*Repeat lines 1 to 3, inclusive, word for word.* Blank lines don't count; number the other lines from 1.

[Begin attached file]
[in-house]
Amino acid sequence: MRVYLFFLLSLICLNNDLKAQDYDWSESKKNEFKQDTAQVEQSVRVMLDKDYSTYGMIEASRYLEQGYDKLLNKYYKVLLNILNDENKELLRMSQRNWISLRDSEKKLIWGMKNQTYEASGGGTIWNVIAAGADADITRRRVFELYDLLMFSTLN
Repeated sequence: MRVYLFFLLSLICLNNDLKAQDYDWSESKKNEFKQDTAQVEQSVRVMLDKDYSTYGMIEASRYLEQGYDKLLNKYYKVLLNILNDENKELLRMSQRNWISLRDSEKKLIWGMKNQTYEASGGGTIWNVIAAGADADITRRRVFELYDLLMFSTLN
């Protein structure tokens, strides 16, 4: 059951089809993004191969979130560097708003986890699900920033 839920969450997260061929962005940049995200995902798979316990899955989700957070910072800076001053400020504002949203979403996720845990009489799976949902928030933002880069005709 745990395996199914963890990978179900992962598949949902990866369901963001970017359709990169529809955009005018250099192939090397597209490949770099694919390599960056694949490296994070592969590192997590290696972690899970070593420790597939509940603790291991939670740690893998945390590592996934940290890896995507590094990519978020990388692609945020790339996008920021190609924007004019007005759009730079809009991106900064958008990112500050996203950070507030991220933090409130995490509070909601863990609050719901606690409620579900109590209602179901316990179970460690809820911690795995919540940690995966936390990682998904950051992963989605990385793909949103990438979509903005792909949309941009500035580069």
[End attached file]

[in-house]
Amino acid sequence: MRVYLFFLLSLICLNNDLKAQDYDWSESKKNEFKQDTAQVEQSVRVMLDKDYSTYGMIEASRYLEQGYDKLLNKYYKVLLNILNDENKELLRMSQRNWISLRDSEKKLIWGMKNQTYEASGGGTIWNVIAAGADADITRRRVFELYDLLMFSTLN
Repeated sequence: MRVYLFFLLSLICLNNDLKAQDYDWSESKKNEFKQDTAQVEQSVRVMLDKDYSTYGMIEASRYLEQGYDKLLNKYYKVLLNILNDENKELLRMSQRNWISLRDSEKKLIWGMKNQTYEASGGGTIWNVIAAGADADITRRRVFELYDLLMFSTLN